Using ESP8266-12E modules based on the NodeMCU chip layout utilising several GPIO Pins to interface with machines.
This includes monitoring a 5v LED for the current status of the machine, controlling a 240v Solenoid to turn a machine on and off again, and outputting to 2 LEDs to show current status.
ESP8266 12-e NodeMCU Module and Raspberri Pi Model 3 in Axiom PM's warehouse
We will connect multiple ESP Modules to a Raspberry Pi (acting as a server) to monitor and send messages to the ESP Modules based on control logic.
ESP Modules are cheap-readily available SoC devices that have a full TCP/IP Stack, and have been in production since early 2014. These devices run a 32-bit micro controller running at 80Mhz. This may sound slow when comparing with modern day PC's and Phones (typically in the 1-3Ghz Range), but these devices are more then capable for the simple dedicated OS (Operating System) they run and the custom software that allows them to interact with the world.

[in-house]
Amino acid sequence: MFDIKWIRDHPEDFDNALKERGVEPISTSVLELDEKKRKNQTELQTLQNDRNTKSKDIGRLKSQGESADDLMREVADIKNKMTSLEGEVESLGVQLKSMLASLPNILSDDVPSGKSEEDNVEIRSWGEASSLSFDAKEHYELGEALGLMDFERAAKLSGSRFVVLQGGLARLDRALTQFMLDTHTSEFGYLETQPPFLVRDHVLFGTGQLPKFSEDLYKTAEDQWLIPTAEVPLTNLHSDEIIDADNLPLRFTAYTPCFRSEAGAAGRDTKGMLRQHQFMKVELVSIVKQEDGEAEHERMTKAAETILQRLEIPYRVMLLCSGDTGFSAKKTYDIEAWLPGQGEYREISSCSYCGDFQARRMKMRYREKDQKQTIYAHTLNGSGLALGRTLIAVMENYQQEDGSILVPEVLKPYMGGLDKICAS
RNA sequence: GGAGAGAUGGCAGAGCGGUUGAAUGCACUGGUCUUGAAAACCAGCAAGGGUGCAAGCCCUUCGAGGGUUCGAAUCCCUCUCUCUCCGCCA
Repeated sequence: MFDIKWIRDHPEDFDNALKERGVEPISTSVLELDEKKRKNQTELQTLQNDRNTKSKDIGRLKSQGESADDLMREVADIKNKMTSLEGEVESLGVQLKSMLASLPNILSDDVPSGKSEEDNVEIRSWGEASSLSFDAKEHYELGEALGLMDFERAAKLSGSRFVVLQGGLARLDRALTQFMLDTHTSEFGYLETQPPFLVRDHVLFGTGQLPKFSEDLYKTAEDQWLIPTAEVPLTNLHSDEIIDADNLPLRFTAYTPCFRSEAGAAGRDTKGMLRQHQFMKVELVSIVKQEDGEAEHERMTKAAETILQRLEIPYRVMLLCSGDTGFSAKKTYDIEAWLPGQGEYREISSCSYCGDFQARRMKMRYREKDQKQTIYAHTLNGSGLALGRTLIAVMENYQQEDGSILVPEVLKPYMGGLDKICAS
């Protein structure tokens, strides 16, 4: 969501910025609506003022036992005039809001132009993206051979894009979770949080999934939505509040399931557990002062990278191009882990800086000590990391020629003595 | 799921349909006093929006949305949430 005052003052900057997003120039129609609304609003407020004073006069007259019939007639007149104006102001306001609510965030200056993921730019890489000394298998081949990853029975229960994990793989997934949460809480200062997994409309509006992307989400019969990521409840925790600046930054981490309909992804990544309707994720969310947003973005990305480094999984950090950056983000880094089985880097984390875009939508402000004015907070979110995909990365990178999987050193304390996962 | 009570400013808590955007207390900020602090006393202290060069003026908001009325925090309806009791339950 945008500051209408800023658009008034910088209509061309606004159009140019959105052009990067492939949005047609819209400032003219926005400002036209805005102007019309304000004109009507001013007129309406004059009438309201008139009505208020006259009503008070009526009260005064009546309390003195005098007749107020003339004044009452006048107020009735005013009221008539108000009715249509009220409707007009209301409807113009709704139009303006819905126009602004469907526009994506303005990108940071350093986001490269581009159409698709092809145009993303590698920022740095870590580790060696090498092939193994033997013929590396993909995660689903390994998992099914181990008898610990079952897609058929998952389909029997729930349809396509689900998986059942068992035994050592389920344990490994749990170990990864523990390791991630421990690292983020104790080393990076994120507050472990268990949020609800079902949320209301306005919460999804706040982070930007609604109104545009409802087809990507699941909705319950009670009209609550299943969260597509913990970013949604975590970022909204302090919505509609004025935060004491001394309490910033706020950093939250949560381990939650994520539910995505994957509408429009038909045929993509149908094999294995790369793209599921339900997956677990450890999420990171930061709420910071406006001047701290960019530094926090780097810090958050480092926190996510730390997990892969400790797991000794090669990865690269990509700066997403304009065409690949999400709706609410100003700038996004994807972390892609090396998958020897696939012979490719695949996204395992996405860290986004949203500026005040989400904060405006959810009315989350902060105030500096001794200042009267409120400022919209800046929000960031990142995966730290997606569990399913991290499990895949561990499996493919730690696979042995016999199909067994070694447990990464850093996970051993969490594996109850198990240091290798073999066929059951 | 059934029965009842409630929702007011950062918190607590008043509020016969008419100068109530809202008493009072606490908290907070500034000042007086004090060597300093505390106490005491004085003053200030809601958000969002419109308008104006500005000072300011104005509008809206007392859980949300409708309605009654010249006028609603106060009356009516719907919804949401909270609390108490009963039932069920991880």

The Raspberry Pi is a recent Model 3. It contains a much more powerful 1.5ghz dual core processor, and runs a familiar Linux based GUI. Through this GUI, the use of the Tkinter Python graphics library and an MQTT broker, the ESP Modules will be able to communicate with the Raspberry Pi and update the user to the current and historical status' of the CNC Machines they are monitoring.
This control logic will allow users to view the data that has been collected from the ESP Modules in a meaningful way.